The decision that Railway needs to pay compensation if the injury caused to a valid passenger was due to an untoward accident and that the railways cannot deny compensation on the ground that the injury was ‘self inflicted’ as the concept of “self-inflicted injuries” would necessitate intent to cause such injury rather than simple negligence of any degree is upheld by the High Court of Bombay through the learned bench led by HONOURABLE MR. JUSTICE SANDEEP K. SHINDE in the case of Shri. Harish Chandra Damodar Versus Union of India (FIRST APPEAL NO. 979/2009).
Brief facts of the case are that the Appellant, due to a strong rush of passengers in the cabin, fell off a local train on January 25, 2004 at roughly 17.00 hours at Dadar Railway Station. As a result, he suffered major damage to his spine and pelvis, requiring six surgeries at Mumbai’s LTMG Hospital. He was travelling with a valid season ticket and journey extension tickets from Mulund to CSMT and from CSMT to Mulund. The Appellant claimed to be a “bonafide passenger.” As a result, he sought compensation of Rs.4,00,000/-. The Railway Claims Tribunal, in a judgement and order dated March 17, 2009, denied the appellant’s application under Section 16 of the Railway Claims Tribunal Act, 1987, requesting compensation for injuries received as a result of an unintentional fall from a train carrying passengers. Thus, t his appeal is filed by the Appellant under Section 23 of the Railway Claims Tribunal Act, 1987.
The counsel for the Applicant, Mr. Mohd. Hasain, contended that the Appellant was a bonafide passenger. He produced the season tickets (Pass), journey extension tickets, LTMG hospital discharge card, A.R. Shaikh report, and Railway Police Constable 446 in support of his contentions.
The counsel for respondent, Mr. T.J. Pandian, contended that the appellant was injured as a result of his own actions and negligence, and that his claim was therefore inadmissible since there was no “untoward event” as defined by Section 123(c) of the Act of 1989. Respondents argued that appellant was knocked down by BL-25 dn (Badlapur train) at Kilometer 8/25 at platform no.4 at Dadar, while trespassing the front border of the platform, an offence punishable under Section 147 of the Railways Act. The next argument made in support of the denial of the claim was that the appellant was not a “bonafide passenger.” Because, although having a valid ‘Pass’ (season ticket) and journey extension tickets, the season ticket could not be kept valid due to the lack of an identity card, and so it could be held that the applicant was a passenger travelling without a ticket.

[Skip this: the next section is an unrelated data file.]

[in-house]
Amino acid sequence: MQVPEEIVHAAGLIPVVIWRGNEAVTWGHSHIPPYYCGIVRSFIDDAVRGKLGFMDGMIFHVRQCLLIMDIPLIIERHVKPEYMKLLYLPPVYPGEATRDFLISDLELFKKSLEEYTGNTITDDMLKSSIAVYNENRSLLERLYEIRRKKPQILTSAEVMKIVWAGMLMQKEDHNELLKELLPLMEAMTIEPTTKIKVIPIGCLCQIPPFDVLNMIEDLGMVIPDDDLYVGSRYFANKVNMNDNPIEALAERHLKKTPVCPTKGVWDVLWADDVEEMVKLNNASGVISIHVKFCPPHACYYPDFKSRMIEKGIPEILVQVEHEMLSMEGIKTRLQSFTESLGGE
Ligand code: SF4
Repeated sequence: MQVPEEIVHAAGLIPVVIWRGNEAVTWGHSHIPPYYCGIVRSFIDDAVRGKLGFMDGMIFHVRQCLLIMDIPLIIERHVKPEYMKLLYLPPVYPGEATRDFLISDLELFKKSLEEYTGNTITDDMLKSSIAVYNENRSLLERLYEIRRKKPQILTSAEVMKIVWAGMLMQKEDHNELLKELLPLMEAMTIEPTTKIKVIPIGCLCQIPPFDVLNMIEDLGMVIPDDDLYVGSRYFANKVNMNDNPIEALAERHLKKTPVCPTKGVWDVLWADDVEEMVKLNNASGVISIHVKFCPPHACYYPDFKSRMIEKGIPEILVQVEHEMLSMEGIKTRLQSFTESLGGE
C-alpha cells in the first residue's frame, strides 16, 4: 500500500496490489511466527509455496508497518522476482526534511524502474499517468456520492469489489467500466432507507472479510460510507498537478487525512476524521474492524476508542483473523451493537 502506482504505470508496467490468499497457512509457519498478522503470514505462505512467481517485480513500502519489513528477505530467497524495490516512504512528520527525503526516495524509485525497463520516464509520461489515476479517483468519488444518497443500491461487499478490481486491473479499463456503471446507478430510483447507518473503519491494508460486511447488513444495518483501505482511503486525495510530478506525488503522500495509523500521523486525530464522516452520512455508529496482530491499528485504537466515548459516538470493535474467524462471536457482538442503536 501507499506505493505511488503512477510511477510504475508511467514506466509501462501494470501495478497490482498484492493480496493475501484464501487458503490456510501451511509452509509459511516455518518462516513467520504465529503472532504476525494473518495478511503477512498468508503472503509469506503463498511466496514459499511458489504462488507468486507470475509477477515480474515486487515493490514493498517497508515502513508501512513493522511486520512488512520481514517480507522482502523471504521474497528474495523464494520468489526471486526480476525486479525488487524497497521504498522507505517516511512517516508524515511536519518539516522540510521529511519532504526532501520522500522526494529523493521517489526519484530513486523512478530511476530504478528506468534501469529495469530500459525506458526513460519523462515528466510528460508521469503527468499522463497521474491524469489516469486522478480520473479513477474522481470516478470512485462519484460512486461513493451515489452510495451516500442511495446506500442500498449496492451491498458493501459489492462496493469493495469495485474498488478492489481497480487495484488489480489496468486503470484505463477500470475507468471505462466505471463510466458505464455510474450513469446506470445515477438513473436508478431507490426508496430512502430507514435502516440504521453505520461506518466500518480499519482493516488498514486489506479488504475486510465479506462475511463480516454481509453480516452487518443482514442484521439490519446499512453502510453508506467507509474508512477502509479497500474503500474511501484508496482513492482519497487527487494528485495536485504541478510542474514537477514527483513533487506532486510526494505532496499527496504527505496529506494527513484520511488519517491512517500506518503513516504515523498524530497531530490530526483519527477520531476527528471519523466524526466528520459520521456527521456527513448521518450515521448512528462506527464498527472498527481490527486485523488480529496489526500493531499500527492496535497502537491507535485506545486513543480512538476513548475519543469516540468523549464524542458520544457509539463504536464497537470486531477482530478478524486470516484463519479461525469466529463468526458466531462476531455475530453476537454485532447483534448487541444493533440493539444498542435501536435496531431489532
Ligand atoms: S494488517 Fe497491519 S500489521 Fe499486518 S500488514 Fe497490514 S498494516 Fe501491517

The Hon’ble Court, while giving the judgement, held that the decision that the non-production of identity card with season ticket makes him an invalid passenger because of two reasons. The first reason is that the applicant had a valid and complete season ticket. As a result, he was a “Passenger” as defined by Section 2(29) of the Act. The second reason is that the Railways’ instructions are not’mandatory,’ so a valid season ticket would not be automatically invalidated if an identity card was not produced. Furthermore, pursuant to Section 54 of the Act of 1989, every passenger must provide his or her “pass” or “ticket” to any railway servant upon demand for scrutiny throughout the travel. As a result, a passenger displaying a legal season ticket without an identification card does not render the season ticket incorrect or invalid unless it can be proven that the customer was using a season ticket issued in the name of some other person.
The court relied on the judgement of Union of India Versus. Rina Devi and came to the conclusion that the concept of “self-inflicted injuries” would necessitate intent to cause hurt rather than simple negligence of any degree. Thus the court quashed the contested order is quashed and ordered the railways to provide necessary compensation to the applicant.
JUDGEMENT REVIEWED BY- ATIVA GOSWAMI